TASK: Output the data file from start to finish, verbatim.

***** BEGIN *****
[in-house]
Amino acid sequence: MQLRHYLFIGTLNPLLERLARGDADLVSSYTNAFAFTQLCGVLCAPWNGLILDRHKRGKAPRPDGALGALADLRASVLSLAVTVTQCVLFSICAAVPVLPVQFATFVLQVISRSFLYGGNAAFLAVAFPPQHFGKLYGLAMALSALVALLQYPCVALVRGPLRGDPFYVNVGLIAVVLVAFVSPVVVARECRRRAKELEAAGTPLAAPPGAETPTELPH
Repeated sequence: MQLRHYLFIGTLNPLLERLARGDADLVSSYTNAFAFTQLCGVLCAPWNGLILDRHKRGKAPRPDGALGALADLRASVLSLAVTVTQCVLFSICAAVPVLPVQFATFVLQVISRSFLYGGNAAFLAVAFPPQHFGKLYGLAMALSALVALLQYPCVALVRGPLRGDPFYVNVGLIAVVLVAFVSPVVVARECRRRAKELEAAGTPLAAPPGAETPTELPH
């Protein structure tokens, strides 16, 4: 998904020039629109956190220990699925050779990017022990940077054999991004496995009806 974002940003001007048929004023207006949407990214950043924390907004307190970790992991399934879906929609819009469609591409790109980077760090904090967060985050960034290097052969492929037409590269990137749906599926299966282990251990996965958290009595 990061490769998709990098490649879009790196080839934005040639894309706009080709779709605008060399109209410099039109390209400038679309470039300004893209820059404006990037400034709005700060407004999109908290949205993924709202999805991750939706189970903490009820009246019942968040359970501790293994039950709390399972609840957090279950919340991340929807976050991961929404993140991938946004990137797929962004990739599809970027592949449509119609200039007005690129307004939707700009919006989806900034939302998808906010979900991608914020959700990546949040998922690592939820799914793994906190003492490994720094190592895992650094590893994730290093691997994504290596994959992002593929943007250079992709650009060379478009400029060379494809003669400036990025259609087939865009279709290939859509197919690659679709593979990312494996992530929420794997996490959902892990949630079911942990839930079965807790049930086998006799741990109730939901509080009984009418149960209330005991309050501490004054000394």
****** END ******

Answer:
[in-house]
Amino acid sequence: MQLRHYLFIGTLNPLLERLARGDADLVSSYTNAFAFTQLCGVLCAPWNGLILDRHKRGKAPRPDGALGALADLRASVLSLAVTVTQCVLFSICAAVPVLPVQFATFVLQVISRSFLYGGNAAFLAVAFPPQHFGKLYGLAMALSALVALLQYPCVALVRGPLRGDPFYVNVGLIAVVLVAFVSPVVVARECRRRAKELEAAGTPLAAPPGAETPTELPH
Repeated sequence: MQLRHYLFIGTLNPLLERLARGDADLVSSYTNAFAFTQLCGVLCAPWNGLILDRHKRGKAPRPDGALGALADLRASVLSLAVTVTQCVLFSICAAVPVLPVQFATFVLQVISRSFLYGGNAAFLAVAFPPQHFGKLYGLAMALSALVALLQYPCVALVRGPLRGDPFYVNVGLIAVVLVAFVSPVVVARECRRRAKELEAAGTPLAAPPGAETPTELPH
């Protein structure tokens, strides 16, 4: 998904020039629109956190220990699925050779990017022990940077054999991004496995009806 974002940003001007048929004023207006949407990214950043924390907004307190970790992991399934879906929609819009469609591409790109980077760090904090967060985050960034290097052969492929037409590269990137749906599926299966282990251990996965958290009595 990061490769998709990098490649879009790196080839934005040639894309706009080709779709605008060399109209410099039109390209400038679309470039300004893209820059404006990037400034709005700060407004999109908290949205993924709202999805991750939706189970903490009820009246019942968040359970501790293994039950709390399972609840957090279950919340991340929807976050991961929404993140991938946004990137797929962004990739599809970027592949449509119609200039007005690129307004939707700009919006989806900034939302998808906010979900991608914020959700990546949040998922690592939820799914793994906190003492490994720094190592895992650094590893994730290093691997994504290596994959992002593929943007250079992709650009060379478009400029060379494809003669400036990025259609087939865009279709290939859509197919690659679709593979990312494996992530929420794997996490959902892990949630079911942990839930079965807790049930086998006799741990109730939901509080009984009418149960209330005991309050501490004054000394």